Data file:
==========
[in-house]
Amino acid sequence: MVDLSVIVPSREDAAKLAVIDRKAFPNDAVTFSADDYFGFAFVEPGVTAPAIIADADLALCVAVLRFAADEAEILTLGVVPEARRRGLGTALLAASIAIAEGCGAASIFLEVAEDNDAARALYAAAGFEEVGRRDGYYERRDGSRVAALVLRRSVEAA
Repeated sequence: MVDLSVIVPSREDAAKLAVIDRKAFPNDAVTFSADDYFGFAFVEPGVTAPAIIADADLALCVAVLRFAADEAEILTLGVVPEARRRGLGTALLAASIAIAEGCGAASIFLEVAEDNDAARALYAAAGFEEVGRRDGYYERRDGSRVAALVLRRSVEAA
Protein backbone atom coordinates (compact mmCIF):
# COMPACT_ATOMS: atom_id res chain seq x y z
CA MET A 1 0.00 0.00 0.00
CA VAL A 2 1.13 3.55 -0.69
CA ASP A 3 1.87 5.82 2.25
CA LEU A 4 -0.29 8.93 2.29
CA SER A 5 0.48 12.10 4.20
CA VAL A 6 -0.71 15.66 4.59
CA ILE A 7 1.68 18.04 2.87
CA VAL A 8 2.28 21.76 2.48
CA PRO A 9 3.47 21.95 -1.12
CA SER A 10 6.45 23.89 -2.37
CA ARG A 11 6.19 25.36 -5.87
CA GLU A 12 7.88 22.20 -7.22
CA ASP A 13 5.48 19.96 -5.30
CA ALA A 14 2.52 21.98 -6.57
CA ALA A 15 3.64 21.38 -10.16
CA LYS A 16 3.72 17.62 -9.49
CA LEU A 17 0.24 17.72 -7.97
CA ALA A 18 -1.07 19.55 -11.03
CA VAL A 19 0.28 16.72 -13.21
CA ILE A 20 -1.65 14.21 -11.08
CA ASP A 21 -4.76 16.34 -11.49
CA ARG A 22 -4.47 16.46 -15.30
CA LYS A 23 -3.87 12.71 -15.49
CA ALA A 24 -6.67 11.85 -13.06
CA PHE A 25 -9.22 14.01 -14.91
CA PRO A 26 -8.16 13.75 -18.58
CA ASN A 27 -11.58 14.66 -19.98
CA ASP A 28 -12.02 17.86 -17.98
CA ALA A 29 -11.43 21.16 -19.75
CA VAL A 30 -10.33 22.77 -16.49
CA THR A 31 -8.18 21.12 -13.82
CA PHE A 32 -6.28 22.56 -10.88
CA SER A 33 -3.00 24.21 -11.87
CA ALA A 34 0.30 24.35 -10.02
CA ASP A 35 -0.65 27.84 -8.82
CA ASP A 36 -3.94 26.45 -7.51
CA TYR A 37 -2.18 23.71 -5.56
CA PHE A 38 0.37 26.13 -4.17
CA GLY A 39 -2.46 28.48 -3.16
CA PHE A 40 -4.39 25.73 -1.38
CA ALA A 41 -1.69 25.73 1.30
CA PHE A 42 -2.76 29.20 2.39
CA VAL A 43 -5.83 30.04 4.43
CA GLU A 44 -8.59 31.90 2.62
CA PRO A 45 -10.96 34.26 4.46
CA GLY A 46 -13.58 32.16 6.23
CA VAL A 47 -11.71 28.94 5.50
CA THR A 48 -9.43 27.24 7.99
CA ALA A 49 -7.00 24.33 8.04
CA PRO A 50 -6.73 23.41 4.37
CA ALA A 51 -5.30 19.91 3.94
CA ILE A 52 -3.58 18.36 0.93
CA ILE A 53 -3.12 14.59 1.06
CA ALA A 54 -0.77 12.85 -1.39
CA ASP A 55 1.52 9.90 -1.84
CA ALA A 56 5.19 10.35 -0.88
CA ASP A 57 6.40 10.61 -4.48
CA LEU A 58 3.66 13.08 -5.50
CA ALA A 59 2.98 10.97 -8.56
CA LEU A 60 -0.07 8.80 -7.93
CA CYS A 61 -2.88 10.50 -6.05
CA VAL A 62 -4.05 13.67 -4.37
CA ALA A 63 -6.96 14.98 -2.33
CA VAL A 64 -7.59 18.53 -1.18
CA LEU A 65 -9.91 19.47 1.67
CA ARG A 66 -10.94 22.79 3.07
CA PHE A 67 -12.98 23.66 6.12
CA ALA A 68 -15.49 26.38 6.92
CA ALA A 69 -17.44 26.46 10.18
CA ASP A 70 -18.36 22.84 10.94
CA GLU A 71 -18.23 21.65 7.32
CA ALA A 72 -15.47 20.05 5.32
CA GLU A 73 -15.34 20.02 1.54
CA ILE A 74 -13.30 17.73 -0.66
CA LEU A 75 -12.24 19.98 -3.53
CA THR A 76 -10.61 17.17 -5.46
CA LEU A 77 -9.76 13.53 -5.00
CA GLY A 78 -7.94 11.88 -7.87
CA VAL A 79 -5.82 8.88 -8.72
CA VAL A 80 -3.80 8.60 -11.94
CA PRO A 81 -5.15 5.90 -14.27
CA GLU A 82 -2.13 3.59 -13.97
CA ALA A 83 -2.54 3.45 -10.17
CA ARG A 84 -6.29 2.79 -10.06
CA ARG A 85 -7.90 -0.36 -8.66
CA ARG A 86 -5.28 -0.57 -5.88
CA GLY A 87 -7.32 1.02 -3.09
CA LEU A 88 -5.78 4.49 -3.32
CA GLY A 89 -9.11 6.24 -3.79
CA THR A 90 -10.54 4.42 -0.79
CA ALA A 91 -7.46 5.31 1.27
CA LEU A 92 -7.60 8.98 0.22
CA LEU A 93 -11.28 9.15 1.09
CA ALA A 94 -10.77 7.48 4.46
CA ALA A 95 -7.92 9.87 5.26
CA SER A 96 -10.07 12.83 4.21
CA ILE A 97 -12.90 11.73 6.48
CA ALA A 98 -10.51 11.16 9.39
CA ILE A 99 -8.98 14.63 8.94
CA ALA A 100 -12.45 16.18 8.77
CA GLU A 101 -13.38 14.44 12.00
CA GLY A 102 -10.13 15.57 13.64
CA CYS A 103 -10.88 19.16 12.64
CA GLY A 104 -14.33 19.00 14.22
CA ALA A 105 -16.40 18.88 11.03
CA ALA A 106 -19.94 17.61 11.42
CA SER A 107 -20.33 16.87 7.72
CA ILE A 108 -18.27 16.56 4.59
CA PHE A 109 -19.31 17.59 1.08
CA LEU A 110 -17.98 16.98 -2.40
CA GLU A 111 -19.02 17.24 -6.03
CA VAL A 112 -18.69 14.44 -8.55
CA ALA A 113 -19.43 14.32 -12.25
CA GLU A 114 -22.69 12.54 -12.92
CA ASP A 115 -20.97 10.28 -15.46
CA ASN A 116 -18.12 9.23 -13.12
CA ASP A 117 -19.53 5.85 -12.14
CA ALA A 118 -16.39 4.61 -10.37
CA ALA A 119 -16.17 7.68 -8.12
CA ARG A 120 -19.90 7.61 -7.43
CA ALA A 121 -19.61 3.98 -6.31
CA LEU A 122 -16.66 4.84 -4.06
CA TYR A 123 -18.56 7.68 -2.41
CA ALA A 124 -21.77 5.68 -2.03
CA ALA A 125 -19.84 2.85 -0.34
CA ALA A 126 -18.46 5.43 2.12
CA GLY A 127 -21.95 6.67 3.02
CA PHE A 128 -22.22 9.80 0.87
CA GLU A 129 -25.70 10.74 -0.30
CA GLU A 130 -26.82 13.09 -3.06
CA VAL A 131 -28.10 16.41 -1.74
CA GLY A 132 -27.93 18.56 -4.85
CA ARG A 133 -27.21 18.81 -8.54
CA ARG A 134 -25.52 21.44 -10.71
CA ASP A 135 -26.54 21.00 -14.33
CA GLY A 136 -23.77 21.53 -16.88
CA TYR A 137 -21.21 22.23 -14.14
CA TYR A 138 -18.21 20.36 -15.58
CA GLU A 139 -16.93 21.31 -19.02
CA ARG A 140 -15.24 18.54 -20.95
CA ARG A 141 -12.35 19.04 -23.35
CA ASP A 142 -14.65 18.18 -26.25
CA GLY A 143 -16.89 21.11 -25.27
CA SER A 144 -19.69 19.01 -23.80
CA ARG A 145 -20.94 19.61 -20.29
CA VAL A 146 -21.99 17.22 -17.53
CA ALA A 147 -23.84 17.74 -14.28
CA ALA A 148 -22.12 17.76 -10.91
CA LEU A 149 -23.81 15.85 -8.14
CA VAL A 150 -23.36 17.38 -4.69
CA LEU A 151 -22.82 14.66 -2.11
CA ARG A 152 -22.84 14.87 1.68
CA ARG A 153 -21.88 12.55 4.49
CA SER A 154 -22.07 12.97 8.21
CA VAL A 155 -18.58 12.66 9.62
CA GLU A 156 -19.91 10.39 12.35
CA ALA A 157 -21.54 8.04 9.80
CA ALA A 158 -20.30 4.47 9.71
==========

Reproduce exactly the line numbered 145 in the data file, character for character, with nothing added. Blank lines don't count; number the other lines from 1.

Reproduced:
CA ARG A 140 -15.24 18.54 -20.95